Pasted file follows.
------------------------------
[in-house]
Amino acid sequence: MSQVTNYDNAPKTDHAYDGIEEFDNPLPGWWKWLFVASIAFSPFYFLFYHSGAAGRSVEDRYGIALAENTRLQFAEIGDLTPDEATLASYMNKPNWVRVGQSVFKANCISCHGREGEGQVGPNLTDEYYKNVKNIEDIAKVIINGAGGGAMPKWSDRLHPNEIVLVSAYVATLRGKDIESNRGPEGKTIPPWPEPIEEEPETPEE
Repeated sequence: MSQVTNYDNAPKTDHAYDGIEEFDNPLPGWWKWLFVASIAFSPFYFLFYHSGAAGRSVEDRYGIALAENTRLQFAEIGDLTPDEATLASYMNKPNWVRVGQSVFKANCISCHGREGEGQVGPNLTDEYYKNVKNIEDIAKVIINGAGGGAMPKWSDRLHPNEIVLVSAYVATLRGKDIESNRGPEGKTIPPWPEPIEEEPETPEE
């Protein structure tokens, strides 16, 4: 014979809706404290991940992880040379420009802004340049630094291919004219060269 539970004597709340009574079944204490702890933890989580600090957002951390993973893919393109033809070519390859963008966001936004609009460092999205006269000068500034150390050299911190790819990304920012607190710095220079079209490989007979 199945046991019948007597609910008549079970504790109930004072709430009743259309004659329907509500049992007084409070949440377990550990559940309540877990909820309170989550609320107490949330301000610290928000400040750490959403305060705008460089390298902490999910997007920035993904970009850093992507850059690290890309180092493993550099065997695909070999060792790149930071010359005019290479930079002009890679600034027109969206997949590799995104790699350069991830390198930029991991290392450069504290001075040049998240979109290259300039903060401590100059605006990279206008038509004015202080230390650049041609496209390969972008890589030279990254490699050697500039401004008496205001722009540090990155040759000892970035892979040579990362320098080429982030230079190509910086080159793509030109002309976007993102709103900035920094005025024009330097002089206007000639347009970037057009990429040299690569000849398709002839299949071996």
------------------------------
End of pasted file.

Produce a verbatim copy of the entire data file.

[in-house]
Amino acid sequence: MSQVTNYDNAPKTDHAYDGIEEFDNPLPGWWKWLFVASIAFSPFYFLFYHSGAAGRSVEDRYGIALAENTRLQFAEIGDLTPDEATLASYMNKPNWVRVGQSVFKANCISCHGREGEGQVGPNLTDEYYKNVKNIEDIAKVIINGAGGGAMPKWSDRLHPNEIVLVSAYVATLRGKDIESNRGPEGKTIPPWPEPIEEEPETPEE
Repeated sequence: MSQVTNYDNAPKTDHAYDGIEEFDNPLPGWWKWLFVASIAFSPFYFLFYHSGAAGRSVEDRYGIALAENTRLQFAEIGDLTPDEATLASYMNKPNWVRVGQSVFKANCISCHGREGEGQVGPNLTDEYYKNVKNIEDIAKVIINGAGGGAMPKWSDRLHPNEIVLVSAYVATLRGKDIESNRGPEGKTIPPWPEPIEEEPETPEE
């Protein structure tokens, strides 16, 4: 014979809706404290991940992880040379420009802004340049630094291919004219060269 539970004597709340009574079944204490702890933890989580600090957002951390993973893919393109033809070519390859963008966001936004609009460092999205006269000068500034150390050299911190790819990304920012607190710095220079079209490989007979 199945046991019948007597609910008549079970504790109930004072709430009743259309004659329907509500049992007084409070949440377990550990559940309540877990909820309170989550609320107490949330301000610290928000400040750490959403305060705008460089390298902490999910997007920035993904970009850093992507850059690290890309180092493993550099065997695909070999060792790149930071010359005019290479930079002009890679600034027109969206997949590799995104790699350069991830390198930029991991290392450069504290001075040049998240979109290259300039903060401590100059605006990279206008038509004015202080230390650049041609496209390969972008890589030279990254490699050697500039401004008496205001722009540090990155040759000892970035892979040579990362320098080429982030230079190509910086080159793509030109002309976007993102709103900035920094005025024009330097002089206007000639347009970037057009990429040299690569000849398709002839299949071996």